A woman recently told me an interesting story that I would like to share with you. It was the story of the kind of bank that she banks with. It is a bank whose operation does not require an operating license, its offices are mobile and banking is only done once a week- typically on Sunday afternoons.
To the woman, her bank is a big success story. This is because she has a great sense of belonging. The fact that everyone is equal in the setting makes her feel special. In addition, being a middle class Kenyan, she has every reason to bank her only Kshs. 5,000 disposable income which can only fall short and never more than that. At her bank, there are usually no ledger charges and account statements are readily available upon request.
You may perhaps be wondering what kind of bank this is. It is a very informal setting founded by a group of people who come together with a common belief, and a common objective. They are usually bound by trust and unlike an investment club, they usually aim at raising money and giving it in lump some to one person for any developmental needs at a particular time.
One would argue that this is the opportunity cost of the formal banking institutions to tap in deposits from the larger population. This has left me wondering, “What really constitutes a good bank?” Is it good public relations, capital stability, excessive marketing, minimal charges or accessibility of funds (ATM)?
To most Kenyans, the concern is not so much in the safety of funds; after all, the central bank has taken every measure to ensure that deposits are well taken care of. Most depositors are concerned about how much of deposits is going to the over the counter deposits.
Considering the saving bracket of most people’s income, it is clear that the amount that most people save is very little to be exposed to such numerous charges characterizing many banks.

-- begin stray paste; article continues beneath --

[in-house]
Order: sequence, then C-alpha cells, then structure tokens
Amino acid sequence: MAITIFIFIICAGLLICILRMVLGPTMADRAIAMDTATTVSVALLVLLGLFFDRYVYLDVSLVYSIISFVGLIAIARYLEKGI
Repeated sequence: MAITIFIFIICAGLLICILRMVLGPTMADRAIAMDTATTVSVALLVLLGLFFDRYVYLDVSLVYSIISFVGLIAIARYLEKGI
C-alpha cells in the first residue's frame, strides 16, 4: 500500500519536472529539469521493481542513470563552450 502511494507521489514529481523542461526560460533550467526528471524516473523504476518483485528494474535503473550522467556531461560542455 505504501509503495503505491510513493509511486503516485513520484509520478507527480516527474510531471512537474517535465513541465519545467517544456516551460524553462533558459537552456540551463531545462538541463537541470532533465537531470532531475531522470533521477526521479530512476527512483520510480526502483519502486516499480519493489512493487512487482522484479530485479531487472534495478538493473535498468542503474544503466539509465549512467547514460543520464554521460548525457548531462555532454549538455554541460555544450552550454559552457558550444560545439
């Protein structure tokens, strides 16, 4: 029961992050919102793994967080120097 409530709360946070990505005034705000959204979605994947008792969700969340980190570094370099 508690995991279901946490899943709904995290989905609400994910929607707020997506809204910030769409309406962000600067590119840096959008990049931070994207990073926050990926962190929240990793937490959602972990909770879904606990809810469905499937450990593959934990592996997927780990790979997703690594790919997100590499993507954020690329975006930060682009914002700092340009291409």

Most banks charge as much as Kenya Shillings two hundred and fifty for a checkbook. Transaction costs amount to at least Kshs. 30 per transaction. The market savvy banks have introduced a flat rate of Kshs. 600 to Kshs. 800 per month. To majority of Kenyans, this flat rate may account for 50% of their savings in a month meaning that they will have their savings halved.
Contrary to this however, the savings groups, operating on just trust do not need to charge any extra costs. A member in dire need can borrow from the group kitty at a fixed rate of 10% in most of them. The club does not worry about inflation, they will not peg their rates to the ever changing treasury bills and bonds- it is their hard work that saves the month.
In mid 2003 to early 2004 banks had opted to lower their charges to woo clients to borrow due to increased competition. With the increased appetite by government for funds and their subsequent borrowing, bank’s lending rates increased significantly from 12 % to 22%. Many were expecting this trend to reverse by the year 2006. The signs however do not clearly give an indication of a drop. One of the reasons that can be attributed to this is the new constitutional wrangles that have seen the opposing team win. This will lead to an increased borrowing by the government, meaning that the public thirst for funds may not still be quenched by our 48 banks.
Witty as most small borrowers are, this will imply that the informal sector will continue to thrive, that more and more informal settings will come up to fill the need that banks have been able to stoop low in order to satisfy.
The banks may not have a way out for the Wanjikus, but the Wanjikus truly have their kind of bank- a truly unique model that they can afford to live with.